EU diplomats fly out to mediate in Russia-Georgia war
EU and US diplomats are arriving in Georgia on Saturday (9 August) to try to broker a ceasefire in a fast-escalating conflict between Georgia and Russia, after fighting intensified and spread overnight, with casualties mounting despite international appeals.
Russian jets have bombed the town of Gori near Tbilisi and oil installations in the southern Georgian port of Poti. Georgia has evacuated government buildings in the capital and president Mikhail Saakashvili has moved to a "safe location," where he formally asked parliament to impose martial law.
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Meanwhile, Russian tanks and Georgian armour continued to pound each other inside the breakaway Georgian republic of South Ossetia, with both sides making wildly different claims over who controls the South Ossetian capital, Tskhinvali.
Georgia says 30 of its men have been killed, while Russia says 15 of its soldiers are dead. Russian foreign minister Sergei Lavrov estimated that over 1,500 people, mostly civilians, have been killed, with Tskhinvali in ruins and refugees streaming north across the Russian border.
The EU delegation is being led by South Caucasus envoy Peter Semneby, with the US sending its top South Caucasus diplomat, Matthew Bryza. Lithuanian foreign minister Petras Vaitiekunas is also going on a separate, fact-finding mission for the EU.
The French EU presidency says it has had "multiple contacts" and is "in liaison with all the protagonists" to try and stop the fighting, while EU top diplomat Javier Solana has spoken by phone with the Georgian and Russian foreign ministers.
Diplomatic solution difficult
Prospects for a diplomatic solution remain uncertain, however, after a second meeting of the UN security council on Friday failed to agree on a ceasefire resolution, with the US and the UK at odds with Russia on the wording of the text.
France, Germany, the UK and NATO have all urged an immediate end to hostilities, but steered clear of apportioning blame. The US statement was the most hawkish, "deploring" Russia's use of bombers and missiles as a "dangerous and disproportionate escalation" and calling for the withdrawal of Russian troops.
The shooting began on 4 August between Georgia and South Ossetian separatists, in what at first looked like just another skirmish in a so-called "frozen conflict" that dates back to 1991, when South Ossetia began a war of independence during the break-up of the Soviet Union.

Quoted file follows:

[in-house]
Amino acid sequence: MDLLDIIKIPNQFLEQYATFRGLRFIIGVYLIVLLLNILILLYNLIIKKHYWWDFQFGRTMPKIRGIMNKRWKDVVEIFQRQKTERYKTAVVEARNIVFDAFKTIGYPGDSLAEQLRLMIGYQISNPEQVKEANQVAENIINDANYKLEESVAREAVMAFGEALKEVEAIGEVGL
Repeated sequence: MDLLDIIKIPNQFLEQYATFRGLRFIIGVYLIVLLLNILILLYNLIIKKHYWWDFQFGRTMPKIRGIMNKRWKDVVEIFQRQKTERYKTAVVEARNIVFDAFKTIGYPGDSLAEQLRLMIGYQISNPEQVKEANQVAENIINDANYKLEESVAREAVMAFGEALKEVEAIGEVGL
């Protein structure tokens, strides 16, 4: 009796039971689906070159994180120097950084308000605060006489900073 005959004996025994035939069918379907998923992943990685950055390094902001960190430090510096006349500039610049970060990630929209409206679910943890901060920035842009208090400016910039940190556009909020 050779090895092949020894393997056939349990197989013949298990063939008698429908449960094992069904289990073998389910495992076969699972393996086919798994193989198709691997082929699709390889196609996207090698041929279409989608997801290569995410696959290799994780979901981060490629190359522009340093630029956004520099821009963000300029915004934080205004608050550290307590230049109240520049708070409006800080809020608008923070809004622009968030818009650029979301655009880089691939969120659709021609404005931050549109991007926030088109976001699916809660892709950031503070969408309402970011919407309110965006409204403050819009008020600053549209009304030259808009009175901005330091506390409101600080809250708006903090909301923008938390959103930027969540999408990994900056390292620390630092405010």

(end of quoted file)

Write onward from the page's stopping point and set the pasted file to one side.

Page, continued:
But the rebels kept firing on ethnic Georgian villages in South Ossetia all week. On Friday morning, Georgia launched an offensive to "restore constitutional order" and capture the separatist capital. Hours later, Russia reacted by sending tanks across the Georgian border and ordering air strikes against its small neighbour.
In the broader context, Russia has long-supported the South Ossetian separatists by smuggling arms, handing out Russian passports and stationing 2,500 Russian "peacekeepers" in South Ossetia, in what Georgia sees as a Russian effort to stop it from joining NATO and to unseat its pro-western government.
Who is to blame?
Some analysts are blaming Georgia for the current crisis, saying its attempt to retake Tskhinvali has misjudged the international mood and has destroyed its chances of joining the North Atlantic military alliance.
"He [president Saakashvili] is in big danger of losing the cachet he built up for himself in being pro-western and the restraint he has often shown in the face of provocation by Russia," London's Royal Institute of International Affairs expert, James Nixey, told Reuters.
"I don't think he can count on the [US] cavalry riding in," Brussels' EU-Russia Centre analyst James Cameron said. "You don't bring in [to NATO] a country that has this sort of trouble," RAND Corporation expert and former US ambassador to NATO, Robert Hunter, told Bloomberg.
European Council on Foreign Relations analyst, Nicu Popescu, said the timing of Georgia's assault on Tskhinvali - the same day as the opening of the Beijing Olympics - may be significant. "It might be a signal to the Russians saying that the  Sochi Olympics will not go the way Russia wants if there is no progress on the settlement."
Geopolitics in play
Others say the surprise summer war was engineered in Moscow.
"The goals behind Moscow's operation are threefold," Jamestown.org analyst Vladimir Socor explained. "To re-establish the authority of Russian-controlled negotiating and 'peacekeeping' formats...to capture Georgian-controlled villages in South Ossetia [and] to dissuade NATO from approving a membership action plan for Georgia."
"The Russians want a more direct confrontation with the west and I hope the Bush administration has the wisdom not to give them that satisfaction," Globalsecurity.org analyst John Pike told newswires.
"What is being decided here is whether bordering Russia and simultaneously being a US ally is a suicidal combination. Whichever way this works out, the dynamics of the entire region are about to be turned on their head," Strategic Forecasting Inc said in a flash report.